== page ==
A.J. Green Walks the Walk, But He Isn't Yet Allowed to Talk the Talk

Different Georgia fans focus on different nuggets of news from the Bulldogs Blog. AuditDawg concentrated on the latest scooter news, whereas my attention was elsewhere. As we say in the legal field, to wit:

Seth Emerson is a sharp guy, so credit the new Bulldog beat reporter for reading between the lines regarding A.J. Green:

A.J. Green agan demurred when asked if he'd had his talk with the NCAA.

"Can’t answer that yet," Green said. "Can’t answer that."

When will he be able to answer that?

"I don’t know," he said. "Whenever Claude gives me the thumbs up."

(Claude being Claude Felton, the associate athletics director for media relations.)

The very fact that Green answered it that way almost confirms that he was the player in question - a fact that's never quite been confirmed. But again, that doesn't mean Green did anything wrong. His denial wasa pretty strong a couple weeks back that he's never even been to Miami.

I tend to agree with Seth that A.J.’s answer strongly suggests that the general consensus (that Green was the player with whom the NCAA wished to speak) was correct. I would take it a step farther, though.

Despite his largely having been muzzled on this issue, A.J. Green has been quite unequivocal in his statements. Rather than rely on obfuscations and negatives pregnant, Green has issued stronger denials even than the situation required. Asked if he went to a party in Miami on Memorial Day weekend, he didn’t follow Nancy Reagan’s advice ("Just say ‘no’"), but instead answered more than was asked. He didn’t just say where he wasn’t; he said where he was. He didn’t just say he wasn’t in Miami that weekend; he said: "I never went to South Beach" and, "I've never even been to Miami."

At least with the press and the public, Green has always been a soft-spoken superstar, so it is telling that he appears so strongly inclined to speak his mind in this matter. Asked at SEC Media Days whether there were things he’d like to say but couldn’t, A.J. once again didn’t say "no," he said "no comment," which is a pretty clear indication that the answer’s "yes."

Now, Seth Emerson is asking him when he’ll be able to say the things he can’t say whether he’d like to say, and his answer, in essence, is: "As soon as Claude Felton says I can."

I mention that not to fault Claude Felton, who always has been friendly, gracious, and prompt to respond any time I have contacted him, even though, quite frankly, he knows that I’m just another fan with absolutely no influence. It seems clear, though, that A.J. Green would speak his mind if he could. (Note the last word of his first answer to Emerson: "Can’t answer that yet.")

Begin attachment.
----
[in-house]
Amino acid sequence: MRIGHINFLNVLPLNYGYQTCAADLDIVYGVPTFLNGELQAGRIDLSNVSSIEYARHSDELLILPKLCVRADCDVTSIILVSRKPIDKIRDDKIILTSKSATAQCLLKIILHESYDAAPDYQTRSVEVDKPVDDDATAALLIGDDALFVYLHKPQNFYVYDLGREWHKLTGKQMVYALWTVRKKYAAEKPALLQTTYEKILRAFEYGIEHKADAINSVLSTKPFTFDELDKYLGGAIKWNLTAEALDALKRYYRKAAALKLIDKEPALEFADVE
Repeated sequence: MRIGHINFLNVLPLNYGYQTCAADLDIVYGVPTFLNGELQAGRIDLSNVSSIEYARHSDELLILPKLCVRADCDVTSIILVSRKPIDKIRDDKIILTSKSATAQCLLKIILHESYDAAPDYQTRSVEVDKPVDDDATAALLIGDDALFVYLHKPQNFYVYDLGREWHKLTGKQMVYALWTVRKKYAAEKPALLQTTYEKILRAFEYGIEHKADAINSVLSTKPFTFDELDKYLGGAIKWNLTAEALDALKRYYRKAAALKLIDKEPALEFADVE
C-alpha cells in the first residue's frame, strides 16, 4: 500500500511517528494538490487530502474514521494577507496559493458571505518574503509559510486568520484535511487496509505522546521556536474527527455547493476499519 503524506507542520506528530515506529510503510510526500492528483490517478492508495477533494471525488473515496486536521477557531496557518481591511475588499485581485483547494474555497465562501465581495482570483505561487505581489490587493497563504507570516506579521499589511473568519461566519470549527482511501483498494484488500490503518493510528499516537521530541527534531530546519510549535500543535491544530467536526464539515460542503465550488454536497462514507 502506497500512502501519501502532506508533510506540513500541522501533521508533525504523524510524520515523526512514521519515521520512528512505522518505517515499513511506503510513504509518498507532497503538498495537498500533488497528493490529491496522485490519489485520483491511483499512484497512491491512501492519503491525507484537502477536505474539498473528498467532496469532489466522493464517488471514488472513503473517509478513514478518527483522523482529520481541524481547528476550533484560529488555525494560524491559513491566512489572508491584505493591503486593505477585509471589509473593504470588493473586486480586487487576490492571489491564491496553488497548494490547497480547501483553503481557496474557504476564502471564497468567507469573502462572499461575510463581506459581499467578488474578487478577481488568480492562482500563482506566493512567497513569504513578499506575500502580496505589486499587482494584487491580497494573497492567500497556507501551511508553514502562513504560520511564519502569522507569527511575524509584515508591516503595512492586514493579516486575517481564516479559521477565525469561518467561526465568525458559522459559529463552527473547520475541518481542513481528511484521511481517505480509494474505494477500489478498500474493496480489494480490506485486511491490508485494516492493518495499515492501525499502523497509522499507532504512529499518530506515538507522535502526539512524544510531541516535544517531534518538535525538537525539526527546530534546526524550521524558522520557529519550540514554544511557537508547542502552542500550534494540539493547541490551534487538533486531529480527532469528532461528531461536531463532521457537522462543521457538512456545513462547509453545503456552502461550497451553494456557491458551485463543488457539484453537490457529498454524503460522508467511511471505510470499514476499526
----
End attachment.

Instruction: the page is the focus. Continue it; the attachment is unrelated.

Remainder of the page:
Perhaps that’s hubris; maybe that’s the audacity of an elite athlete who believes he is untouchable, akin to Pete Rose’s confidence in the face of overwhelming evidence against him . . . but that’s not consistent with anything we know about A.J. Green. Everything we know about A.J. Green suggests that he is smart, humble, and upstanding. In short, everything we know about A.J. Green suggests that he is highly unlikely to involve himself in anything ill-advised, and he certainly isn’t stupid enough to make bold declarations he knows to be untrue with investigators scurrying about the Southeast who have a strong incentive to send a message to someone.

Green has issued flat denials which left him no wiggle room. He has done everything short of announcing, "I have something to say, but now is not the time for me to say it." His longest and strongest statement upon the subject certainly suggests that the Bulldogs’ star receiver would love to be able to speak up for himself:

I have my circle, and I know who to trust and who not to trust. I'm at the point of my life right now that I don't need to make any new friends. I've got to keep that same circle I've had since day one and not let anybody in that.

The cloud of an NCAA investigation causes questions to be raised about A.J. Green’s character and judgment. This is unfair, because we don’t even know for certain that Green was the player interviewed, and we certainly don’t know the substance of that interview, if it was with him. The handful of hints to have escaped around the edges of the gag figuratively affixed about A.J. Green’s mouth indicate that he would like to be able to mount the defense he deserves to have heard.

I will admit that I am biased in the young man’s favor, but it sounds like A.J. Green is tired of being the subject of rumor and innuendo. It sounds like he’d like to clear up a few misconceptions. In short, A.J. Green sounds like a man who knows the truth, and who knows that the truth, when it finally is heard, will set him free.

Here’s hoping Claude Felton can give him the thumbs up sooner rather than later.

Go ‘Dawgs!

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